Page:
Recovered from COVID-19, Henry Ford doctor donates convalescent plasma to help others

Mark Hicks
The Detroit News

In April, while battling COVID-19 as the pandemic raced across Michigan, Dr. Scott Kaatz became Henry Ford Health System’s first recipient of convalescent plasma.

The therapy, which uses blood from people who have recovered from an illness to help others recover, was among several experimental treatments he received weeks after tending to other patients stricken with the virus. But during his recuperation in the intensive care unit, the physician immediately began thinking how to return the favor.

“I likely had antibodies, so there was no way I was not going to get this therapy for some other patients,” Kaatz told reporters Tuesday.

A screen grab of a video conference with Dr. Scott Kaatz, Henry Ford Hospital senior physician and COVID-19 survivor, as he donates plasma at Versiti Blood Center of Michigan, in Livonia, September 22, 2020.  Kaatz donated plasma to be used as a potential treatment for COVID-19 patients.

The Henry Ford hospitalist spent part of the day helping achieve that.

In a session streamed live online, the 63-year-old donated plasma while at the Versiti Blood Center of Michigan in Livonia. 

Henry Ford Health System is studying and using convalescent plasma as a potential treatment for COVID-19 patients under U.S. Food and Drug Administration emergency use authorization.  

The system’s doctors have treated more than 150 patients across its hospitals with convalescent plasma and referred more than 50 volunteers to Versiti for plasma donation, representatives said.

Convalescent plasma, taken from patients who have recovered from the coronavirus, is rich in infection-fighting antibodies, which may benefit those still battling the disease.

Each donation can result in plasma doses for up to four patients, said Dr. Ileana Lopez-Plaza, division head for transfusion medicine for Henry Ford Health System.

"Only another human being can give the plasma to another human being," she said. "It’s not something we can manufacture."

Kaatz, who also teaches at Wayne State University, viewed his donation and others as vital in potentially leading to medical breakthroughs.

“If you have an opportunity to donate the plasma, it’s pretty easy. It just takes a little bit of time,” he said, seated in a room with tubes linked to his right arm as a lab technician worked nearby. “It’s a great way to be able to give back. And I think that anything anyone can do to fight this disease, it’s important to contribute.”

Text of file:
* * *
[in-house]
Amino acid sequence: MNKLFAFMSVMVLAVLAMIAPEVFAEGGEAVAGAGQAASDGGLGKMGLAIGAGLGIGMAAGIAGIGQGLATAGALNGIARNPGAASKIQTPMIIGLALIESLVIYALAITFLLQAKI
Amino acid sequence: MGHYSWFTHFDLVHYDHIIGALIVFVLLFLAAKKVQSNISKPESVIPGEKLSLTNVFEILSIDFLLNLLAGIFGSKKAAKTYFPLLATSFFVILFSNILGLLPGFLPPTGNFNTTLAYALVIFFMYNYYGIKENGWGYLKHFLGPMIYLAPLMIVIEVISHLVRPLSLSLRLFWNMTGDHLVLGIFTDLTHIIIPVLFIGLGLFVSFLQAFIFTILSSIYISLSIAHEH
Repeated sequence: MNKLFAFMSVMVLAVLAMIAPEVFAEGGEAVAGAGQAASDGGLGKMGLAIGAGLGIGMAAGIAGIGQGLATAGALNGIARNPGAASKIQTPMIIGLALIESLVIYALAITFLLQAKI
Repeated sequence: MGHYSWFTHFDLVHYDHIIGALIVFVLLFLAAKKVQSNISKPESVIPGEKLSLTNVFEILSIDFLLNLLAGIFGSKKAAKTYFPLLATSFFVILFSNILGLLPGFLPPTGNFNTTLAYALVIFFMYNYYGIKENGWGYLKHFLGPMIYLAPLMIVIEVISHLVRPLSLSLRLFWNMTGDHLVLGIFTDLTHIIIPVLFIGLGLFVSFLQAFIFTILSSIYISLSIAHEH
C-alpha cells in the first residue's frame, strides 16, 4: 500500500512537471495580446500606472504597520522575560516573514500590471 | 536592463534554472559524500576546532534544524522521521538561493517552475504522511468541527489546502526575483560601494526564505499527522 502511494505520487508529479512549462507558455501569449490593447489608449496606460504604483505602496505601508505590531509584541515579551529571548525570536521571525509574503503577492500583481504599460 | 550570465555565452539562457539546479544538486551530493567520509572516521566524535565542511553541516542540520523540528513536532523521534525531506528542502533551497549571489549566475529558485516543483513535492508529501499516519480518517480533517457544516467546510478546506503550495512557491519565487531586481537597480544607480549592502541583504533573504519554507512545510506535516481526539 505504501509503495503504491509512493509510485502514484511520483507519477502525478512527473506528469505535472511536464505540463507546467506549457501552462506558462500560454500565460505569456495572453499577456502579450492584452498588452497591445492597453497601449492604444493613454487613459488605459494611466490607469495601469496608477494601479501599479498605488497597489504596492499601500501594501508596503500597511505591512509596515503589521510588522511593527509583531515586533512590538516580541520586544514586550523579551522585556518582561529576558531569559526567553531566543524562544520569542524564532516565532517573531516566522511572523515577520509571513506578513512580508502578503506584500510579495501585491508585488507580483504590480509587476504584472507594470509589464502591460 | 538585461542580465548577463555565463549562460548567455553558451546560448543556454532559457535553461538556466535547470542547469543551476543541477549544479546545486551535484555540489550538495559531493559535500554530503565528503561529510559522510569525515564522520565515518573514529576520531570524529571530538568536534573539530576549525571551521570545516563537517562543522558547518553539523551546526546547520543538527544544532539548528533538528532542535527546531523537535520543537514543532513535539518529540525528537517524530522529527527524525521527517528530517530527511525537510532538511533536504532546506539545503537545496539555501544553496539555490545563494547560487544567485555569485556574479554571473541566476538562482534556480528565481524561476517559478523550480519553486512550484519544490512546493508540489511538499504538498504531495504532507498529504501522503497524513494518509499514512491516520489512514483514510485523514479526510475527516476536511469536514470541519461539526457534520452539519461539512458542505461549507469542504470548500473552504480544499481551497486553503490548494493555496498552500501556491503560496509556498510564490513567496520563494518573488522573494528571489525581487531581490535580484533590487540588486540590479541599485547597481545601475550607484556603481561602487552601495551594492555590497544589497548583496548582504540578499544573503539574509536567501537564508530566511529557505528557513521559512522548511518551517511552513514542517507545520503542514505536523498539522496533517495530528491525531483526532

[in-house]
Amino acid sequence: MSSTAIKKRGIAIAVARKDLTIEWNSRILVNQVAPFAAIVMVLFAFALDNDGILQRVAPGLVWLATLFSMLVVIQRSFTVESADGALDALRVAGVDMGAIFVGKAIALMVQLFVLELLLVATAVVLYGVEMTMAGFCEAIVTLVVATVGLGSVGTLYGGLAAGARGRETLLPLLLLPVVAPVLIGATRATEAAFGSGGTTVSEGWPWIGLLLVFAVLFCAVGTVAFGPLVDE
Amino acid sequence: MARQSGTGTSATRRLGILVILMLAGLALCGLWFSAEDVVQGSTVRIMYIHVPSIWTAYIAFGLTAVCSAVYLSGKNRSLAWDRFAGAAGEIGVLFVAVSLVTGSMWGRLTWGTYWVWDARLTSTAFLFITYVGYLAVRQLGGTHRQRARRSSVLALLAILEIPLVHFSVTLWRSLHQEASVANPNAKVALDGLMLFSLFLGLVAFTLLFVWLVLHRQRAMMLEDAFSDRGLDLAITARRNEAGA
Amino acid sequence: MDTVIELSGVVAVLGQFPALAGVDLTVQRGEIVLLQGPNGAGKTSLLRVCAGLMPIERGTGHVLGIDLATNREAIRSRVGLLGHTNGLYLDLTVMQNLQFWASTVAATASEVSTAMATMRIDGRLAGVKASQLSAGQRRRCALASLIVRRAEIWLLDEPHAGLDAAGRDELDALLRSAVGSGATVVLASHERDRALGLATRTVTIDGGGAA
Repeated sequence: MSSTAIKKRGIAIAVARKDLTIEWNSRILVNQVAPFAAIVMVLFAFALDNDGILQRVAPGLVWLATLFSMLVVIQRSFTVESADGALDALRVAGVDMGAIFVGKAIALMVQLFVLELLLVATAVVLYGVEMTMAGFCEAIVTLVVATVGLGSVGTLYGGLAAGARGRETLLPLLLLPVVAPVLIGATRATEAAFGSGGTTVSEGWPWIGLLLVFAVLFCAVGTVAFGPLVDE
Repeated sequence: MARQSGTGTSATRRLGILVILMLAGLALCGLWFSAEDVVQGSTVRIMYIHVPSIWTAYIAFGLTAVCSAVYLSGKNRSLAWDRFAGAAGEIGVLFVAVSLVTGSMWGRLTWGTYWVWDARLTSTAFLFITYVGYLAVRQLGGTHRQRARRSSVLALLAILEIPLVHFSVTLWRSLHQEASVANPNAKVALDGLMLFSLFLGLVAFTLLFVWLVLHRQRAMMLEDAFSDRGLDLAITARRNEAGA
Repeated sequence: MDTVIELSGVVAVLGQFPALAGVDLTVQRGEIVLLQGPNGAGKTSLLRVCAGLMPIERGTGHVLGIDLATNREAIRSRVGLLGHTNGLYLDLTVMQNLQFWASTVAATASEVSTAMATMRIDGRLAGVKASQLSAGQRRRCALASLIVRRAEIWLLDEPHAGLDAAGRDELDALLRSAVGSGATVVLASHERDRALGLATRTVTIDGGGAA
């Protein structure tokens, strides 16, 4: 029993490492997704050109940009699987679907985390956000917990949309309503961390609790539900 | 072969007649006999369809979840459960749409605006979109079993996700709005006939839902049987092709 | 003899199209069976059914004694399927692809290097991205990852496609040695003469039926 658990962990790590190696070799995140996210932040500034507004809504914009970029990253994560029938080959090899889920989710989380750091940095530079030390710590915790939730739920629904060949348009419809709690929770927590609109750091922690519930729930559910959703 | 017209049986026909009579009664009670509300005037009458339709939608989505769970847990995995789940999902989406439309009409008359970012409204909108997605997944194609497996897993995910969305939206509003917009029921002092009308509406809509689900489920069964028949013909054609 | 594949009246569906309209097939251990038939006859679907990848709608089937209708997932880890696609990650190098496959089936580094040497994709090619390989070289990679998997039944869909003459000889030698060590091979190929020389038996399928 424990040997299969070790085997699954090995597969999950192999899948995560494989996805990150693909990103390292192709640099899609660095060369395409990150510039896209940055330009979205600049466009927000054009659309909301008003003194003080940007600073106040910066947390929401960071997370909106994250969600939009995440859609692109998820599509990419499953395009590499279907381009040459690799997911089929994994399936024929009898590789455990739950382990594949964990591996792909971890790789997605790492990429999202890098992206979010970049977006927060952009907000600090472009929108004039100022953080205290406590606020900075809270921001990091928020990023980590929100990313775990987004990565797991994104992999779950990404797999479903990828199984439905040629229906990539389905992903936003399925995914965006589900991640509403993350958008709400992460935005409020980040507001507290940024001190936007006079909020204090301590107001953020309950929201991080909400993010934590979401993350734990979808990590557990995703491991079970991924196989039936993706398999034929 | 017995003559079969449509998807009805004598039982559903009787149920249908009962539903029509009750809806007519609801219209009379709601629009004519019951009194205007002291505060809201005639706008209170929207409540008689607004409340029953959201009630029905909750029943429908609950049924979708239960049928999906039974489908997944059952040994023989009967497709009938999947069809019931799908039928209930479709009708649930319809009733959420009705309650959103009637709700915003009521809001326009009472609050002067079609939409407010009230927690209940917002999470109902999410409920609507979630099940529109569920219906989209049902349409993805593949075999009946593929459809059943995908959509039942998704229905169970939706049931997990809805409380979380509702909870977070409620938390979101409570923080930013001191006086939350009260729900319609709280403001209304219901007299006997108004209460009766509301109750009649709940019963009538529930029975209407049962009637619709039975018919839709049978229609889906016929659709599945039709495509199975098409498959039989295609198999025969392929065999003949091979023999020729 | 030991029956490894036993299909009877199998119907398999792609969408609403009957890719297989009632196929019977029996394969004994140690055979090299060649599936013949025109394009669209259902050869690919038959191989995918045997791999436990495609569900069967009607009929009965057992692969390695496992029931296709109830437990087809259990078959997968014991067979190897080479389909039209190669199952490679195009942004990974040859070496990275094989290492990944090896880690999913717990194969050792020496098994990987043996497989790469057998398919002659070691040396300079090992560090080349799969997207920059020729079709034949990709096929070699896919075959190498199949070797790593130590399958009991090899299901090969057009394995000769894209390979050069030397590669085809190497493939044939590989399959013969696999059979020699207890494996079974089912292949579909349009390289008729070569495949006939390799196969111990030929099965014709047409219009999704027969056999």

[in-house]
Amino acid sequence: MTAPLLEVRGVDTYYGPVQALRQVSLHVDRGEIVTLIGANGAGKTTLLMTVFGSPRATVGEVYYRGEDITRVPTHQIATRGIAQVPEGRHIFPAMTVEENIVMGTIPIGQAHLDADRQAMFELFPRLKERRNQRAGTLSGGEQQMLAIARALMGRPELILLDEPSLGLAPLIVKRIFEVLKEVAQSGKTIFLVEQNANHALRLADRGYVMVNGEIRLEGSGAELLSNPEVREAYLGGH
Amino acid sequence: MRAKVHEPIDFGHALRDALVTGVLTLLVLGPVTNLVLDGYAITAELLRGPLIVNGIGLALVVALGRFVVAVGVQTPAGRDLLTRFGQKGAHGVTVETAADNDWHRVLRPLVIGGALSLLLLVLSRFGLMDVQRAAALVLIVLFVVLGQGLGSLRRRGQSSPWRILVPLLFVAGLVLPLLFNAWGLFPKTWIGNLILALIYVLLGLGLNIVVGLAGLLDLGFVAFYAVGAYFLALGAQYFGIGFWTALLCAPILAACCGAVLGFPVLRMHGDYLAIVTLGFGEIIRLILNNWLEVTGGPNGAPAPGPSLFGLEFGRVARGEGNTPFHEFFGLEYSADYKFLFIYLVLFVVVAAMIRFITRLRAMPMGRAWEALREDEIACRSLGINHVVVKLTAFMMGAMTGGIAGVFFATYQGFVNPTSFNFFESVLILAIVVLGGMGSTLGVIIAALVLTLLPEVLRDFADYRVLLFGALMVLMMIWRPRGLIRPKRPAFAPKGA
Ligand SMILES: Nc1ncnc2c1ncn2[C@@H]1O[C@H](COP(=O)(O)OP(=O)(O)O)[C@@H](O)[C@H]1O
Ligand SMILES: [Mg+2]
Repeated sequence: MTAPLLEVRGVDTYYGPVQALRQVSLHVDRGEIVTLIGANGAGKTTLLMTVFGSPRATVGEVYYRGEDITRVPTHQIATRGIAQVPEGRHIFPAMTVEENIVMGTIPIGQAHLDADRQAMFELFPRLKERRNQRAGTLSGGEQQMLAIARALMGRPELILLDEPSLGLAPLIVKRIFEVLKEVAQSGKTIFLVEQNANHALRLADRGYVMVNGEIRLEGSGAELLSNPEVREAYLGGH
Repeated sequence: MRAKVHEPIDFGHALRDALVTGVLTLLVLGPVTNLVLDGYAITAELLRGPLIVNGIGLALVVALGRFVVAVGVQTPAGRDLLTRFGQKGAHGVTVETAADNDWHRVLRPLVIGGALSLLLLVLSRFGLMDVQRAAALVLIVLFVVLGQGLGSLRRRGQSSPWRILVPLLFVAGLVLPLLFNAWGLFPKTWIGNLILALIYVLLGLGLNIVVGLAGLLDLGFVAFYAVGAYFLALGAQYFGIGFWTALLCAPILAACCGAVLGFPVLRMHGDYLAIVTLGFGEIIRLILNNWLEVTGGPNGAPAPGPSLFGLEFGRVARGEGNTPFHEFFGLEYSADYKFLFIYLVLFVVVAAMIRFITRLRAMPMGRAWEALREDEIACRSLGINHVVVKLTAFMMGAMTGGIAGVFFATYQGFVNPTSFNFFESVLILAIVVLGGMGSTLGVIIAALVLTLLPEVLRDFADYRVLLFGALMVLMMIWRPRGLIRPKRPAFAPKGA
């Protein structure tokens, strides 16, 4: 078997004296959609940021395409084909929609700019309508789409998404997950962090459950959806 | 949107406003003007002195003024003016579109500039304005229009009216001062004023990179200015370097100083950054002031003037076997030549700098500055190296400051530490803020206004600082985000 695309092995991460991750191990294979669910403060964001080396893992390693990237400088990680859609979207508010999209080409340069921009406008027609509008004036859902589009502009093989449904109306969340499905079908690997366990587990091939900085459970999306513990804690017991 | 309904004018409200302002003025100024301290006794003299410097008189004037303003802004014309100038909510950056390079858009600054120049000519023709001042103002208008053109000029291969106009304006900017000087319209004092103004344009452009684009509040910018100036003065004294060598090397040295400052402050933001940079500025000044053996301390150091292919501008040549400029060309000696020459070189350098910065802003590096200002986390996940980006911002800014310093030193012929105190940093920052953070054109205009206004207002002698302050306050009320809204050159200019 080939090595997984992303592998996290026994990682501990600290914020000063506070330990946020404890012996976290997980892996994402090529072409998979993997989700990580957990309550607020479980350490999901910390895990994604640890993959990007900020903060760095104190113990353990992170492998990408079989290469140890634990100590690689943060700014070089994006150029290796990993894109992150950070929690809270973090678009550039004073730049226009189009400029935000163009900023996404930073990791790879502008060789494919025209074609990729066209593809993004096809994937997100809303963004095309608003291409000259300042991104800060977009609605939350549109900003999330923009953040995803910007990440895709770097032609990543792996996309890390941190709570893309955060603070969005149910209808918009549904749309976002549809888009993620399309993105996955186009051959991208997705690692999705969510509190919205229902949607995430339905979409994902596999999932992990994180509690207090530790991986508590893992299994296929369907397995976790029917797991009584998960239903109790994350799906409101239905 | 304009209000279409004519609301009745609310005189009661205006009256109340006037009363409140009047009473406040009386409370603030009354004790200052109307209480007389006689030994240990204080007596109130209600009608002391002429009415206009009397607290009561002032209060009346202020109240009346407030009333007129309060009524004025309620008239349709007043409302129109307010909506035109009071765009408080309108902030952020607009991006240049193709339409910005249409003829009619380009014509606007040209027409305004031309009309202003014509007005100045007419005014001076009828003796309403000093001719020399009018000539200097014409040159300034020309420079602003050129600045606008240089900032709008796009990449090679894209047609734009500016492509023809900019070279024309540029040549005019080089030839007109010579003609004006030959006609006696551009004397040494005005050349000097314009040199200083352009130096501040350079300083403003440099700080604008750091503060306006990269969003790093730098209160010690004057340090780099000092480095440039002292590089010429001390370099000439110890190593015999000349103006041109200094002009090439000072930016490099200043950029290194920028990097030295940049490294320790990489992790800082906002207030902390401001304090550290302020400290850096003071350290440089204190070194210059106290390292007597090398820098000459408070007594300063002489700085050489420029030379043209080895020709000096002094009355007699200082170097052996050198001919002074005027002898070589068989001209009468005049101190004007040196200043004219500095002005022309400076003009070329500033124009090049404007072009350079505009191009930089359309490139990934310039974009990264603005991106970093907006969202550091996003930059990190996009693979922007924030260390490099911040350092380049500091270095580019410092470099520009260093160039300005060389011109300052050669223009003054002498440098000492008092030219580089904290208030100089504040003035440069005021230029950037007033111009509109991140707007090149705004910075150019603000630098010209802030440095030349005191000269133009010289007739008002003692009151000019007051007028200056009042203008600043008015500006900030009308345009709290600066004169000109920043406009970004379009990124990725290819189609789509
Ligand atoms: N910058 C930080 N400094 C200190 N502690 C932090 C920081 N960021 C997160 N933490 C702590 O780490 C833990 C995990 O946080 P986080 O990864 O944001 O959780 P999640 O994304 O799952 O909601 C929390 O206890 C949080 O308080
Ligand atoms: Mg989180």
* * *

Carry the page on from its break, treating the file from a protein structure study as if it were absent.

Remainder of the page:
Donating is relatively safe and only takes about an hour, Lopez-Plaza said. "There’s no reason not to donate if you can donate."

While strapped to a machine that separated his plasma, the yellowish liquid part of blood, Kaatz recounted his journey to donating.

In March, soon after COVID-19 started spreading in the state, Dr. Kaatz was treating patients at Detroit’s Henry Ford Hospital. At one point, “the number of patients really exploded,” and some floors were designated for them, he said.

After working on one of those levels for more than a week, Kaatz said he started feeling ill, noticing a slight fever and headache. Fearing COVID-19, he stayed home from the hospital system where he’s worked for more than 30 years. But his health declined and he went to the emergency room twice in six days.

By early April, following breathing issues and severe fatigue, Kaatz was hospitalized and intubated.

Dr. Scott Kaatz was treated for coronavirus and received care that included donated plasma.

Not long after the plasma and other treatments, he improved and was taken off a ventilator.

Kaatz also credits the attention of “all of the people who came in that cared for me. … They were risking their lives to save mine.”

Although he survived, Kaatz notes the devastation of the virus, which he said claimed his father’s life. That is why the doctor warns others to take caution.

“It really is disturbing to me that some folks won’t wear a mask and the reason you wear a mask is not only to protect you but to protect the folks that you’re around,” he said. “If you get sick, then my colleagues and friends and maybe even me have to risk our lives to take care of you.”

For information on donating convalescent plasma, go to

Associated Press contributed.